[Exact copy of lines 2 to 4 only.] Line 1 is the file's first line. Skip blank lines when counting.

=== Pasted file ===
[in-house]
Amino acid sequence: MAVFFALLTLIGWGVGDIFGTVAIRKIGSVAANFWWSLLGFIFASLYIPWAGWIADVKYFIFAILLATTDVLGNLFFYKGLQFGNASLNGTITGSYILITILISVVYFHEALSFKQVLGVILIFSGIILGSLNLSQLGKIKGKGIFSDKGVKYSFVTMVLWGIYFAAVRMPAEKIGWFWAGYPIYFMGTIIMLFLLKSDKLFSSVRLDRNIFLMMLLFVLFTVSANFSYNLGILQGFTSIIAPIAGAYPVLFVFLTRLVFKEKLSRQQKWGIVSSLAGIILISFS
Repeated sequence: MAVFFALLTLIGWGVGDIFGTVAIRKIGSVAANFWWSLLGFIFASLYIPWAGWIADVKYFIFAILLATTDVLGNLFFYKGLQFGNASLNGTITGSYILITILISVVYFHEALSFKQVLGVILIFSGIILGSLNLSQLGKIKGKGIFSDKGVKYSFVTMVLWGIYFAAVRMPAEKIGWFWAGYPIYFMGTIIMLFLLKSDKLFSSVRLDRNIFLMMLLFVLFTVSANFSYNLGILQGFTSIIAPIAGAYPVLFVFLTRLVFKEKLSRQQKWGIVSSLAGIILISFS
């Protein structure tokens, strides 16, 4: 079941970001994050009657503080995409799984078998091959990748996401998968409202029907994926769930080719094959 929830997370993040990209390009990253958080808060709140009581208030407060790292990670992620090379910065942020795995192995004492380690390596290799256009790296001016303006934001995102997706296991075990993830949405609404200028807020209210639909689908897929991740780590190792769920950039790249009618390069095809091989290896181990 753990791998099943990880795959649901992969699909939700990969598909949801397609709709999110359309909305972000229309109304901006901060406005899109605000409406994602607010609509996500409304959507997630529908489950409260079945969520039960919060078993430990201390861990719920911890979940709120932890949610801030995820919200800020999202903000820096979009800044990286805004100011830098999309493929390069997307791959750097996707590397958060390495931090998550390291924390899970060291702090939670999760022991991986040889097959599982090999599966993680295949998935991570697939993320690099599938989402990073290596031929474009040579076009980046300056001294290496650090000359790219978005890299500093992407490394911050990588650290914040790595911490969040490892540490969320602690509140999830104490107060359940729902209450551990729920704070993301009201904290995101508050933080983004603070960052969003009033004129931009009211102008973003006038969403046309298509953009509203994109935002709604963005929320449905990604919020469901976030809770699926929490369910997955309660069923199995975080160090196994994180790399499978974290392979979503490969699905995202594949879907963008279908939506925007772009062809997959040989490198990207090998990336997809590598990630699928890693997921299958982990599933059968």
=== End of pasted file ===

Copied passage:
Amino acid sequence: MAVFFALLTLIGWGVGDIFGTVAIRKIGSVAANFWWSLLGFIFASLYIPWAGWIADVKYFIFAILLATTDVLGNLFFYKGLQFGNASLNGTITGSYILITILISVVYFHEALSFKQVLGVILIFSGIILGSLNLSQLGKIKGKGIFSDKGVKYSFVTMVLWGIYFAAVRMPAEKIGWFWAGYPIYFMGTIIMLFLLKSDKLFSSVRLDRNIFLMMLLFVLFTVSANFSYNLGILQGFTSIIAPIAGAYPVLFVFLTRLVFKEKLSRQQKWGIVSSLAGIILISFS
Repeated sequence: MAVFFALLTLIGWGVGDIFGTVAIRKIGSVAANFWWSLLGFIFASLYIPWAGWIADVKYFIFAILLATTDVLGNLFFYKGLQFGNASLNGTITGSYILITILISVVYFHEALSFKQVLGVILIFSGIILGSLNLSQLGKIKGKGIFSDKGVKYSFVTMVLWGIYFAAVRMPAEKIGWFWAGYPIYFMGTIIMLFLLKSDKLFSSVRLDRNIFLMMLLFVLFTVSANFSYNLGILQGFTSIIAPIAGAYPVLFVFLTRLVFKEKLSRQQKWGIVSSLAGIILISFS
């Protein structure tokens, strides 16, 4: 079941970001994050009657503080995409799984078998091959990748996401998968409202029907994926769930080719094959 929830997370993040990209390009990253958080808060709140009581208030407060790292990670992620090379910065942020795995192995004492380690390596290799256009790296001016303006934001995102997706296991075990993830949405609404200028807020209210639909689908897929991740780590190792769920950039790249009618390069095809091989290896181990 753990791998099943990880795959649901992969699909939700990969598909949801397609709709999110359309909305972000229309109304901006901060406005899109605000409406994602607010609509996500409304959507997630529908489950409260079945969520039960919060078993430990201390861990719920911890979940709120932890949610801030995820919200800020999202903000820096979009800044990286805004100011830098999309493929390069997307791959750097996707590397958060390495931090998550390291924390899970060291702090939670999760022991991986040889097959599982090999599966993680295949998935991570697939993320690099599938989402990073290596031929474009040579076009980046300056001294290496650090000359790219978005890299500093992407490394911050990588650290914040790595911490969040490892540490969320602690509140999830104490107060359940729902209450551990729920704070993301009201904290995101508050933080983004603070960052969003009033004129931009009211102008973003006038969403046309298509953009509203994109935002709604963005929320449905990604919020469901976030809770699926929490369910997955309660069923199995975080160090196994994180790399499978974290392979979503490969699905995202594949879907963008279908939506925007772009062809997959040989490198990207090998990336997809590598990630699928890693997921299958982990599933059968």